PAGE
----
AT first, it sounds like a well-practiced choir chanting Italian church music. But if you listen closely, it begins to sound a little strange. The enunciation and the syllables are right, but the words are all wrong: There aren't any. One listener describes the singing as ``random Italian babble.'' Welcome to the voices of Henry Massalin.
``It sounds like a foreign language similar to some Italian,'' says Mr. Massalin, a doctoral candidate in computer science at Columbia University in New York City. The words are actually a combination of ``Italian opera, Italian church chants, and a bit of Polish and other eastern European mixed in. ... It is an experiment, really, in how well a particular idea works.''
That idea, says Massalin, is to represent the voices and syllables that make up a church chant as a stream of numbers. He then generates a new numeric stream that has the same statistical properties as the first but a different content. The result is something that sounds like Italian chanting to human ears, but lacks any identifiable words.
``I'm not a musician,'' he says. ``Most of my work is in signal processing ... not musical concepts.'' Another one of his programs will automatically compose and play a rhythm accompaniment for a human soloist.
The work is largely unrelated to his research - designing high-speed computer operating systems for specialized applications. Nevertheless the music software is a lot of fun to work on, he says, and the music programs show the potential of the operating systems that he is developing.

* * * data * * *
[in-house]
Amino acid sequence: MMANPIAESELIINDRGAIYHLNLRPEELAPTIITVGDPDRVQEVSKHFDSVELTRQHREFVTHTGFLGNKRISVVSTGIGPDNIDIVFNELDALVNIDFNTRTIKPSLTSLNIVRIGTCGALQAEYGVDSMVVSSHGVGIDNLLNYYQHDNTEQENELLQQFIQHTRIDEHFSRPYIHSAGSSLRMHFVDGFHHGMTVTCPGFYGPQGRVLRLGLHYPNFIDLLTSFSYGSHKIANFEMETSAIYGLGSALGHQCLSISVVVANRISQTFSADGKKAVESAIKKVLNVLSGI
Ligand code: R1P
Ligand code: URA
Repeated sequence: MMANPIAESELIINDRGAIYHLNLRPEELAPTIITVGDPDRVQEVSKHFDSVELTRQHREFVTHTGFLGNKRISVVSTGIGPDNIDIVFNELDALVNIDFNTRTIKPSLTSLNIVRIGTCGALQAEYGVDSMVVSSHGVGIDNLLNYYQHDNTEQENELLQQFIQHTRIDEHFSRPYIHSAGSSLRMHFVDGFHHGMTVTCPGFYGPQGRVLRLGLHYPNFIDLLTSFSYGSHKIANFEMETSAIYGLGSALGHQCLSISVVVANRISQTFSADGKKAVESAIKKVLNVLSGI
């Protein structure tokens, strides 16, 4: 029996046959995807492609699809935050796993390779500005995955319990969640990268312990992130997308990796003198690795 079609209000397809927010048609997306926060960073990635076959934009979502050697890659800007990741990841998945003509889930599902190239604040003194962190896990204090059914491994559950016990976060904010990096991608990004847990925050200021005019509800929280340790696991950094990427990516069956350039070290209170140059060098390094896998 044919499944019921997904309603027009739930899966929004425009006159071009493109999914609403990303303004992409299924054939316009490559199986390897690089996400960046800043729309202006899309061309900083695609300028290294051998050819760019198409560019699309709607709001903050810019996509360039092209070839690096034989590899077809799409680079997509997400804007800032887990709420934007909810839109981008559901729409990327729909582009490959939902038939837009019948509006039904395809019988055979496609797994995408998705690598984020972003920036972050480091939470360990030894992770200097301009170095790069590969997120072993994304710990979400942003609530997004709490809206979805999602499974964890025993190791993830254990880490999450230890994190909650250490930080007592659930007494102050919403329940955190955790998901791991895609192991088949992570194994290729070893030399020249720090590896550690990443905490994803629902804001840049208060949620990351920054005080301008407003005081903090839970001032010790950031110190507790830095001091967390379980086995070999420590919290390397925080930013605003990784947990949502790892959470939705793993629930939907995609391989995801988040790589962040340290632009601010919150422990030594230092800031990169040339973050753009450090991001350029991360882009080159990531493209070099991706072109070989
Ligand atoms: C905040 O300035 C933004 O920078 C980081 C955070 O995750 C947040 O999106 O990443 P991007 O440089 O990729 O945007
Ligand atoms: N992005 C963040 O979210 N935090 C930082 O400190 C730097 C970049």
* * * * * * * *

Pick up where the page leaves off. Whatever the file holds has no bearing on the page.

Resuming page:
To Massalin, music is data for his computer programs. But instead of treating the music as a series of digitized sounds - the way compact disc players work - Massalin's programs view music as a series of notes and intonations. To make sounds, he runs the data through specialized hardware.
The idea of storing music as information and then using special hardware to play it back is a powerful technique that is rapidly catching on in the music industry.
For the past few years, makers of music synthesizers have been equipping their top-of-the-line instruments with special devices that speak a language called MIDI (Musical Instrument Digital Interface). MIDI lets a musician easily connect a synthesizer with a home computer. The computer can then record music as it is played on the synthesizer's keyboard and play it back later, a kind of 21st-century player piano. On playback, the musician can change the tone of the music or even the instruments, making a piano solo sound like violins or flute.
``You can manipulate the performance,'' says Daniel Rose, a designer at Mark of the Unicorn, a Cambridge company that sells MIDI software. ``On a gross level, [you can] correct any errors. On a wider level, if you are composing, you can to try infinite number of variations of the same idea, change pitch level, change rhythm, invert passages, [even] assign them to different instruments.''